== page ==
Fleets Analyzer shows deliveries of large-cabin, long-range jets and VIP airliners fell from 265 in 2013 to 262 last year, and suffered a 15% decline in shipments between January and June this year compared with the first six months of 2014. Not surprisingly, this sliding demand has hit the high-end aircraft builders hard and the pain is being felt across the board.
Bombardier has slowed production of its super-large Global 5000 and long-range Global 6000 and recently announced a two-year delay to the Global 7000 and 8000 jets development schedules. Dassault reported just five sales of its Falcon business jets in the first half.
While Gulfstream recently accelerated deliveries of two new, large G450s to US fractional ownership company Flexjet, this move, Foley believes, is an attempt by the business-jet goliath to manage their order book “by making unsold delivery positions available sooner to waiting customers.”
He expects the overall shipment tally to climb this year, but the bulk of the deliveries will be in the lower half of the sector. The knock-on-effect of will be a decline in the total value of the annual shipments: “Although more small and midsize jets are being sold you have to sell up to 10 of them just to offset the value of just one big Gulfstream lost sale.”
“The net effect is that over the next couple of years, more units will go out the door without moving the needle on overall industry values. This anomaly won’t rectify itself until 2018 when a slew of new, large, pricey jet models hit the market.”
These new entrants include: the G500/G600 – the latest large cabin-long-range offerings from Gulfstream which are scheduled to enter in 2018 and 2019 respectively; the aforementioned Global 7000 and 8000, which Bombardier has pegged for certification around the same timeframe; Dassault’s 8X tri-jet and 5X twinjet, which are slated to land in customer’s hands in 2016 and 2018 respectively; and the large-cabin Citation Longitude.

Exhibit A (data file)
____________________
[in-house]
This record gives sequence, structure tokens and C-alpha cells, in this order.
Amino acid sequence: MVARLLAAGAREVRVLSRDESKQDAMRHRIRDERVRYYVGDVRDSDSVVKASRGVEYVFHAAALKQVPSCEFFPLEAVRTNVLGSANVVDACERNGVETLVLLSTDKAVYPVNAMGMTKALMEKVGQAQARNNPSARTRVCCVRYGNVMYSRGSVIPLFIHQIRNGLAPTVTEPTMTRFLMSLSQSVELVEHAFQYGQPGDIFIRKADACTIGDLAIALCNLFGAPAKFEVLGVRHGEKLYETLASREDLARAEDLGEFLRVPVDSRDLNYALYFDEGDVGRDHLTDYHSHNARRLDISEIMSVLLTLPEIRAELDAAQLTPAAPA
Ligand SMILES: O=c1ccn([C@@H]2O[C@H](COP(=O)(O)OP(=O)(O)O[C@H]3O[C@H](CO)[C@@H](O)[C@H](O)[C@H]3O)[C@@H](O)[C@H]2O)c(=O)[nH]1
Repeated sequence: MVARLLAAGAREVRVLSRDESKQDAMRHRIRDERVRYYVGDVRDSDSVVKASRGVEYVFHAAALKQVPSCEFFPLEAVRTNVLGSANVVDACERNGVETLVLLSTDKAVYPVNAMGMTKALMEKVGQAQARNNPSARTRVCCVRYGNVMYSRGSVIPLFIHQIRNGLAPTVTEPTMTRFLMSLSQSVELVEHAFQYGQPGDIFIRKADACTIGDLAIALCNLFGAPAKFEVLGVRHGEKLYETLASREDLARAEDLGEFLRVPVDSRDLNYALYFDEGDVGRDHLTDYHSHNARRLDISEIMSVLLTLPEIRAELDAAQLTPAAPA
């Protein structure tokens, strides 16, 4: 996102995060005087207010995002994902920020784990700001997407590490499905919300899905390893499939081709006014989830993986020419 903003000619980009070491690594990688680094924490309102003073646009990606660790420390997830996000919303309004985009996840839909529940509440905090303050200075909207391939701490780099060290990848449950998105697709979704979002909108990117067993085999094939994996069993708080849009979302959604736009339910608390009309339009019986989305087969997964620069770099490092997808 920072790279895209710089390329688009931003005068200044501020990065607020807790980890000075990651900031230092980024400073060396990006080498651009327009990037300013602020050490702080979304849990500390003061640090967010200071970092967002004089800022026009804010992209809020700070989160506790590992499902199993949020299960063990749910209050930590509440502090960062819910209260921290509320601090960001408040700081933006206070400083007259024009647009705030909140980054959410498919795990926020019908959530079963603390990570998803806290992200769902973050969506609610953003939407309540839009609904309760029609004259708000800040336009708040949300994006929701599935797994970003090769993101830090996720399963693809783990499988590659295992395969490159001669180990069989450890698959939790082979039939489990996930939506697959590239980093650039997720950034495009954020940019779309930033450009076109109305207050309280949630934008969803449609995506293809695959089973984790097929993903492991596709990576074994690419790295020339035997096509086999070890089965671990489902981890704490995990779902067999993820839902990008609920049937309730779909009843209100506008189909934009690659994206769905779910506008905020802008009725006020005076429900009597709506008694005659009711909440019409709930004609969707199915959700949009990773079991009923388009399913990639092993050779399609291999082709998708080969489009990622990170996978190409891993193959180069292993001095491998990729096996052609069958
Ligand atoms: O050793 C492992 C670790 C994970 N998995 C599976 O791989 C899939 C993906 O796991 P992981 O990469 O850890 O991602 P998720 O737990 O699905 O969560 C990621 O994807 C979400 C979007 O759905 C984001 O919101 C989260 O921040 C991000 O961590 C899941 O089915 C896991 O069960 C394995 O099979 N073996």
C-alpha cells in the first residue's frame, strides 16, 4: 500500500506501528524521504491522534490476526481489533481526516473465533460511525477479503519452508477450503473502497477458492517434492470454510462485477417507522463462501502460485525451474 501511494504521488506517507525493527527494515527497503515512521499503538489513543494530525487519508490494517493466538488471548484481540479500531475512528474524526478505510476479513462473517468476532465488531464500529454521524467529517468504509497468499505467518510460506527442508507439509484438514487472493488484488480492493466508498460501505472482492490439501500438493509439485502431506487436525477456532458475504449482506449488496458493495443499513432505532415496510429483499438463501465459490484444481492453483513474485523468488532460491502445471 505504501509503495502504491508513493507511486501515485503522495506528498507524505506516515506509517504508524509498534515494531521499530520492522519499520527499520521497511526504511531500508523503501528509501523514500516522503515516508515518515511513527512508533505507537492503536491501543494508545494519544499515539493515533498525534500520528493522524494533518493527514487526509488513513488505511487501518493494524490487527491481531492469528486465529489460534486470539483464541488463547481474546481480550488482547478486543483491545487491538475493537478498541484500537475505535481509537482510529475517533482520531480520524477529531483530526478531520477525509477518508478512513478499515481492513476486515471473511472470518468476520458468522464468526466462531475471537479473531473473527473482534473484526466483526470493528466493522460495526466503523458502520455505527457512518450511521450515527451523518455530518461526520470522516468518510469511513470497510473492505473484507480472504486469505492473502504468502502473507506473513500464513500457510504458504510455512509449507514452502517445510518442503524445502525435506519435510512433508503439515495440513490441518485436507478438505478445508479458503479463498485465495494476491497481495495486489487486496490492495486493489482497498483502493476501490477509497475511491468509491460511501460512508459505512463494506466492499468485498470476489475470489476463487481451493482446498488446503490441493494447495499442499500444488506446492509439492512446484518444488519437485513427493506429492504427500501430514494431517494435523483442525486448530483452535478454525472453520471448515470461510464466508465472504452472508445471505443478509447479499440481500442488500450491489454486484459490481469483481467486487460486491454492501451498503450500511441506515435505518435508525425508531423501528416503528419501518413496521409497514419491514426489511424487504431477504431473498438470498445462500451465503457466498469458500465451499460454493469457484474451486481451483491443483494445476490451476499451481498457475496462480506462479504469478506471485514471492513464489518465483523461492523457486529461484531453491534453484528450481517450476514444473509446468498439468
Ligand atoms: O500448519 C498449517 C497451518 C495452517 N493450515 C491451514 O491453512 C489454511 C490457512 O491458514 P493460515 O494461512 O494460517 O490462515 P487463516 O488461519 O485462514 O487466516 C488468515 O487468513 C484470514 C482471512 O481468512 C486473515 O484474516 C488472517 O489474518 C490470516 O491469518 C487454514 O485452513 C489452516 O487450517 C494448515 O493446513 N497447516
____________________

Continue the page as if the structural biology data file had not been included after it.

The ongoing development of new and upgraded aircraft within this small segment is testament to the airframers' confidence in the market.
Even further down the line, Dassault is likely to launch a longer-range version of the widecabin 5X to rival the sector-busting G650/ER and Bombardier’s Global flagships. Embraer, meanwhile, could take a leap into the ultra-long-range sphere, and fill the void at the top of its seven-strong product line.
For the time being, the recovery will be driven by the small and medium segment where another handful of eagerly anticipated offerings are expected to enter service over the coming 24 months. These include the long-awaited HondaJet. The light twin – which made its first flight in 2003 – received provisional type certification in May, but still has to clear the final certification hurdle.
It could be pipped to the post by Cirrus Aircraft’s Vision SF50, which is earmarked for US validation and service entry late this year. This milestone will secure the SF50’s position in the aviation history books as the first certificated single-engined personal jet. Meanwhile. Pilatus Aircraft development of the superlight PC-24 is progressing on time, with the Swissairframer targeting 2017 for the entry into service of its first business jet.
Despite the pipeline of strong and appealing new products Aboulafia maintains that market growth will not be rapid. He predicts deliveries of 9,018 business jets between 2015 and 2024 with a value of $277 billion: “It’s a very conservative forecast, given the recent history of false starts," he notes.
One thing he is certain of; for at least the next 10 years, the business aircraft industry will not return to the heady days of 2007 – when lengthy backlogs and record orders were the norm.